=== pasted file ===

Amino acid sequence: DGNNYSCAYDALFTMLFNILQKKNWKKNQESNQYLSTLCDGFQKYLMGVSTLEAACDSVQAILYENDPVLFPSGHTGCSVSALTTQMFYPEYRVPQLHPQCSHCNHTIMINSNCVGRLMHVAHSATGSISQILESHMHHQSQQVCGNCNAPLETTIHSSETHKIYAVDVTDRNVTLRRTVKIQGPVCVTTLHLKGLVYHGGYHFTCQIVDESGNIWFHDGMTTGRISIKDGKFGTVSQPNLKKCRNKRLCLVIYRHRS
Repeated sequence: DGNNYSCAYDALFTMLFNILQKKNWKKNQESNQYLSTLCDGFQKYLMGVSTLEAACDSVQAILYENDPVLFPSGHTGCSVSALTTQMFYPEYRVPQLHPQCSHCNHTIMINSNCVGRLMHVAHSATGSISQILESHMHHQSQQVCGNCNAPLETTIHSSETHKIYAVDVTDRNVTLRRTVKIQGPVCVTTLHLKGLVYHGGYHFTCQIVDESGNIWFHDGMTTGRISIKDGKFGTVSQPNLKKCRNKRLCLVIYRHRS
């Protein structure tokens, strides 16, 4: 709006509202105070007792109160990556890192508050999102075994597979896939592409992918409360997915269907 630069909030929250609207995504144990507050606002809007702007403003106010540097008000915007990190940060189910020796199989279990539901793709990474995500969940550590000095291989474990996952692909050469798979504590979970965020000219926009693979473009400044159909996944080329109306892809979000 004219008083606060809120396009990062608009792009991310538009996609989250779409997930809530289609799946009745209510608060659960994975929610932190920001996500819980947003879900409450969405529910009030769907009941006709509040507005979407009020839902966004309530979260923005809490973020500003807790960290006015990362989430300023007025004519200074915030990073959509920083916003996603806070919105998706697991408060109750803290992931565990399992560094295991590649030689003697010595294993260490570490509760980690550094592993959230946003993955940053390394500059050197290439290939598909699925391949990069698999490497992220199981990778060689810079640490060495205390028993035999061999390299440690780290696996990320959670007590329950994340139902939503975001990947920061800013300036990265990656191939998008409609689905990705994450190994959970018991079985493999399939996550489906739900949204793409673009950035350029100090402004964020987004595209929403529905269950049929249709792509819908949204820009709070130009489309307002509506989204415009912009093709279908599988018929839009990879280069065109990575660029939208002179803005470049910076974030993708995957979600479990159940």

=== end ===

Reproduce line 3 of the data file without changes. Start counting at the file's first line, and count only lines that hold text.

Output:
């Protein structure tokens, strides 16, 4: 709006509202105070007792109160990556890192508050999102075994597979896939592409992918409360997915269907 630069909030929250609207995504144990507050606002809007702007403003106010540097008000915007990190940060189910020796199989279990539901793709990474995500969940550590000095291989474990996952692909050469798979504590979970965020000219926009693979473009400044159909996944080329109306892809979000 004219008083606060809120396009990062608009792009991310538009996609989250779409997930809530289609799946009745209510608060659960994975929610932190920001996500819980947003879900409450969405529910009030769907009941006709509040507005979407009020839902966004309530979260923005809490973020500003807790960290006015990362989430300023007025004519200074915030990073959509920083916003996603806070919105998706697991408060109750803290992931565990399992560094295991590649030689003697010595294993260490570490509760980690550094592993959230946003993955940053390394500059050197290439290939598909699925391949990069698999490497992220199981990778060689810079640490060495205390028993035999061999390299440690780290696996990320959670007590329950994340139902939503975001990947920061800013300036990265990656191939998008409609689905990705994450190994959970018991079985493999399939996550489906739900949204793409673009950035350029100090402004964020987004595209929403529905269950049929249709792509819908949204820009709070130009489309307002509506989204415009912009093709279908599988018929839009990879280069065109990575660029939208002179803005470049910076974030993708995957979600479990159940």